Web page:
I think that’s the direction they’re going. With the Pacifica having replaced the Caravan, if they drop the Durango and Journey, then Dodge will be down to Charger and Challenger. Presuming that there will eventually be a Fiat-based Dart replacement (I can’t imagine they’ve given up the small car segement completely) then you’d have a car-only Dodge line which probably makes more sense from a non-redundancy standpoint. Give the SUV market to Jeep, the pickups to RAM, and Dodge and Chrysler can shake out the cars (Chrysler mainstream, Dodge performance-oriented.)
Presuming that there will eventually be a Fiat-based Dart replacement (I can’t imagine they’ve given up the small car segement completely)
The Chinese Fiat Viaggio is a Dart,and it would be cheaper than the US built version, but, in the press conference Marchionne said their search for someone to built a Dart on the cheap is on hold. He said words to the effect that the Dart/200 program had the lowest ROI in the company, so he really isn’t interested in spending more money in that segment. Fortunately for FCA, when the CAFE standard methodology was changed 10 years ago, automakers were relieved of the need to make small cars to offset the low mpg of large cars. If FCA wants to make nothing but big, gas guzzling pavement rippers, it is now possible.
The new Compass is slated for Toluca, which also makes the Journey and Fiat 500. 500 production is slated to be consolidated in Poland with the next generation, in 18 or 19. That leaves the Compass sharing the line with the Journey, and a repeat of the problem FCA has at Jefferson: every Dodge SUV that goes down the line takes a production slot away from the Jeep that it shares the line with, and Marchionne wants to increase Jeep production. I can see FCA making an SUVish derivative of the Pacifica, to replace the Caravan and calling it a Journey, which would move Journey production to Windsor, freeing Toluca’s entire capacity for the Compass. The Pacifica is a bit pricy, and Marchionne has talked about producing a cheaper version of the Pacifica when the Caravan runs down.
Paul, this is great. I’m wondering if you’ve ever come across a chart that tracks sales over the years broken down by vehicle type (e.g. car, light truck, minivan, SUV, sports car, CUV)? I’m thinking of a stacked line chart that would show not only changes in overall sales but also in the type mix. Plotting that against gasoline prices would be v. interesting as well.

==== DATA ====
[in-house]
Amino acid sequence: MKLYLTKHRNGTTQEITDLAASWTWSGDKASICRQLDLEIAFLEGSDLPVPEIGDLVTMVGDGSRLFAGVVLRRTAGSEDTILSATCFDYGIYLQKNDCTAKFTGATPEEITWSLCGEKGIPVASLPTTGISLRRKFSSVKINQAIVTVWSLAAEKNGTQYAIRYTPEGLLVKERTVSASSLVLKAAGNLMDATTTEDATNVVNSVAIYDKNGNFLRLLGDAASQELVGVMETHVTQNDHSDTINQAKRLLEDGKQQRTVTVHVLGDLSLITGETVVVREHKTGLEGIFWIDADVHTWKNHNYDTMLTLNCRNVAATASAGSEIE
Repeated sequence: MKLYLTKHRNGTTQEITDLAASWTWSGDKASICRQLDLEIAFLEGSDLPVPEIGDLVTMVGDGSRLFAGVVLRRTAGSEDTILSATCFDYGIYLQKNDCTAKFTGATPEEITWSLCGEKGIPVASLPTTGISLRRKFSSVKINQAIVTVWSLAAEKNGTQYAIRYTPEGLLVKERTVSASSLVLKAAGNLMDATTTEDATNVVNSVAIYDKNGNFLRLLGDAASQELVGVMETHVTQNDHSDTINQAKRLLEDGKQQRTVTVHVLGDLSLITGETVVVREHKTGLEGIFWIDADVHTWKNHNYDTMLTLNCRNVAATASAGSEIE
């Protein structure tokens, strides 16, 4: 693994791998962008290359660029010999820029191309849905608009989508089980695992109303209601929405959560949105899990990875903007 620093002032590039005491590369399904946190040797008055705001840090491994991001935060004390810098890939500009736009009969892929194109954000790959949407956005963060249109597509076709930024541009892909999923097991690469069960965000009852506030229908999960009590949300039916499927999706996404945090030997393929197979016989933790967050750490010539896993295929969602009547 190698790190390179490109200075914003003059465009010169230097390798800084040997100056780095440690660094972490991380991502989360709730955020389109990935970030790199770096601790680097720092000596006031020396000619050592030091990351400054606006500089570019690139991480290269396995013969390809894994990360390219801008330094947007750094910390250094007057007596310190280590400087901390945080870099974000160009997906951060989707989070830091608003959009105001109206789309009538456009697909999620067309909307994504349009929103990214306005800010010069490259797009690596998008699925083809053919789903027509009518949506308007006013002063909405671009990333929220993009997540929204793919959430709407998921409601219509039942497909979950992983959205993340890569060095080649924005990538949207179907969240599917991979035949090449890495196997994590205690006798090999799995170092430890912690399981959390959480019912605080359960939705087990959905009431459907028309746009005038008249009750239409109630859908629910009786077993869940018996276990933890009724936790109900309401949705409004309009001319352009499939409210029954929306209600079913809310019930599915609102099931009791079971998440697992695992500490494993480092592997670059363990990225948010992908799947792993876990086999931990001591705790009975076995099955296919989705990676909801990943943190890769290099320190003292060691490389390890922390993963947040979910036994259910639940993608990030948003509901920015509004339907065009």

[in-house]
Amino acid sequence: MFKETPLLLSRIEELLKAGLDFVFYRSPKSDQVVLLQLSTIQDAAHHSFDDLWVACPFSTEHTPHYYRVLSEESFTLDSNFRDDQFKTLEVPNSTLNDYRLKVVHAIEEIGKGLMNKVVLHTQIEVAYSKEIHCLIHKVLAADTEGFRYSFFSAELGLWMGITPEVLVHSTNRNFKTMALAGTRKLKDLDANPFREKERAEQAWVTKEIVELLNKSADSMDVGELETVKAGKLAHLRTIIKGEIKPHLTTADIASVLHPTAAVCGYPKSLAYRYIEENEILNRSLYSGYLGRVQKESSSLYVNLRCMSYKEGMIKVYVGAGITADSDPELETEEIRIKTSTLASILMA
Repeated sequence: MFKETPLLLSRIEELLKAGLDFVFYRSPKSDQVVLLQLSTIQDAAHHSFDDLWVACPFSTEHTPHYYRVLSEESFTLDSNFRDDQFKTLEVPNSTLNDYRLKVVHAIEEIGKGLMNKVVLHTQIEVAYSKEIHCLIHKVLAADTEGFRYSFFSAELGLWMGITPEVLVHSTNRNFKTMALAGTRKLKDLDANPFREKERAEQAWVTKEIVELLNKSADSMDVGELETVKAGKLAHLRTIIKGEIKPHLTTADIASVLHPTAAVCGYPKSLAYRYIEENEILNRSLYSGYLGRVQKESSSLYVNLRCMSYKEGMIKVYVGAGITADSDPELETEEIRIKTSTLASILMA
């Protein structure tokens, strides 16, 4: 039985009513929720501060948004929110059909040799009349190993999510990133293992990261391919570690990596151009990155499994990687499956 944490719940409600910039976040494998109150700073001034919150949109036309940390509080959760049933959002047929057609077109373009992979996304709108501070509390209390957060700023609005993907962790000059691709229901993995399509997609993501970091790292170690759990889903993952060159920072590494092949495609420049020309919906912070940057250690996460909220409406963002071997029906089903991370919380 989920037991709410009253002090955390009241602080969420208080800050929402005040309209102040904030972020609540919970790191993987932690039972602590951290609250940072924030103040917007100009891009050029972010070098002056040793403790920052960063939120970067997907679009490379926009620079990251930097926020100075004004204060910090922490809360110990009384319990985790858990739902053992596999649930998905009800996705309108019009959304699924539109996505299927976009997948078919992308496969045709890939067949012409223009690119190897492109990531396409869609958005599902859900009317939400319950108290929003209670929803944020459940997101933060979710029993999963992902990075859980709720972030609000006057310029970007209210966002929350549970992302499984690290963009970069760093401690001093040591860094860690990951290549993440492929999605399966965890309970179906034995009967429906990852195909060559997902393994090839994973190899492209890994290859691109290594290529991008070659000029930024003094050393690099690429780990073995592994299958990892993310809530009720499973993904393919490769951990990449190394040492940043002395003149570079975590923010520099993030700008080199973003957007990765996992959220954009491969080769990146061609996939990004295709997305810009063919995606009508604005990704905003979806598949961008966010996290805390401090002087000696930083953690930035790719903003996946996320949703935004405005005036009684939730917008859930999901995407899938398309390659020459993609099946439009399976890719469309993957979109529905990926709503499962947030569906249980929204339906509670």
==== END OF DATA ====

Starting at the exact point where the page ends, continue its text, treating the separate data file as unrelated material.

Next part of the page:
Those kind of charts, or the stats to make them, are readily available, but for a price. At least two companies sell access to data bases going back decades. We paid for one at TTAC for while, which I used for a number of analyses. It’s pretty hard to do proper sales analysis without that kind of info, because trends are so crucial in this business.
The things that caught my eye here, not necessarily surprises since I too follow these stats (in a possibly unhealthy, obsessive way), but still highlighted by the tabular presentation, is the strong relative showing of Subaru, Tesla and Land Rover. And conversely, the weakness of the Cruze and Focus. Finally, the strong sales of the Rogue are in fact a surprise, as I rarely notice them … though perhaps that’s due to the anonymous (for Nissan) appearance.
I’m wondering why Mazda isn’t more successful than they are, with sales less than half of that of Subaru or Kia, and less even than post-dieselgate VW. Enthusiasts seem to hold almost all of their models in high regard, and several of them (the 6 in particular) are really good-looking. They offer 3 sizes of crossover, they used to offer a minivan (dropped due to slow sales), small and midsizers, plus the Miata. What’s keeping the bulk of consumers away?
I loved my 85 Mazda GLC. I absolutely burned for a Protege5. Since the end of the Protege5, seems every time they revise the Mazda3, to my eye, they hit it again with the ugly stick, inside and out.
The Mazda2 was another exercise in making a car look like a flea. It’s no longer available in the US, as a Mazda. Rumor mill says it is now here dressed up as a Toyota.
It’s the Yaris iA. Decent sub compact stats and a good review by C/D
A very good question, as recent Mazda models have gotten high marks from most reviewers & are statistically reliable as well. My guess is, buyer perception: many still think Toyota & Honda are the “premium” Japanese makes regardless of the facts. Also, FWIW, Mazda has no hybrids.